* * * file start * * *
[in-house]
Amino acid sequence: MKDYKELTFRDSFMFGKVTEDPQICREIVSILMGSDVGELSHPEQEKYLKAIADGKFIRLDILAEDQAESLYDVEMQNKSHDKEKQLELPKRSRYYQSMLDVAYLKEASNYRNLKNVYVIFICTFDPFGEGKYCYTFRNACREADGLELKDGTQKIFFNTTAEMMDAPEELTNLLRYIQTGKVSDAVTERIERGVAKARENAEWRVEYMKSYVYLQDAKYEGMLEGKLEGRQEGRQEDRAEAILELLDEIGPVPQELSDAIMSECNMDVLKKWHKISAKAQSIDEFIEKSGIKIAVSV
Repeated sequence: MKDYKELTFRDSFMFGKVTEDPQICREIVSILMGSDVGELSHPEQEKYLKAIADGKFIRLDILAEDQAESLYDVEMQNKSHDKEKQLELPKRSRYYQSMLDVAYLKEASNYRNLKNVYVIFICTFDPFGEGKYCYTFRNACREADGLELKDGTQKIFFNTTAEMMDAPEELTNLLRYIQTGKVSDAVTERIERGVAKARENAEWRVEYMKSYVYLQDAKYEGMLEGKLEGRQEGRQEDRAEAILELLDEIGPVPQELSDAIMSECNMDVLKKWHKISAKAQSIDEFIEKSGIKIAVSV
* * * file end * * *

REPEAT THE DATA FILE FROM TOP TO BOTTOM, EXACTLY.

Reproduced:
[in-house]
Amino acid sequence: MKDYKELTFRDSFMFGKVTEDPQICREIVSILMGSDVGELSHPEQEKYLKAIADGKFIRLDILAEDQAESLYDVEMQNKSHDKEKQLELPKRSRYYQSMLDVAYLKEASNYRNLKNVYVIFICTFDPFGEGKYCYTFRNACREADGLELKDGTQKIFFNTTAEMMDAPEELTNLLRYIQTGKVSDAVTERIERGVAKARENAEWRVEYMKSYVYLQDAKYEGMLEGKLEGRQEGRQEDRAEAILELLDEIGPVPQELSDAIMSECNMDVLKKWHKISAKAQSIDEFIEKSGIKIAVSV
Repeated sequence: MKDYKELTFRDSFMFGKVTEDPQICREIVSILMGSDVGELSHPEQEKYLKAIADGKFIRLDILAEDQAESLYDVEMQNKSHDKEKQLELPKRSRYYQSMLDVAYLKEASNYRNLKNVYVIFICTFDPFGEGKYCYTFRNACREADGLELKDGTQKIFFNTTAEMMDAPEELTNLLRYIQTGKVSDAVTERIERGVAKARENAEWRVEYMKSYVYLQDAKYEGMLEGKLEGRQEGRQEDRAEAILELLDEIGPVPQELSDAIMSECNMDVLKKWHKISAKAQSIDEFIEKSGIKIAVSV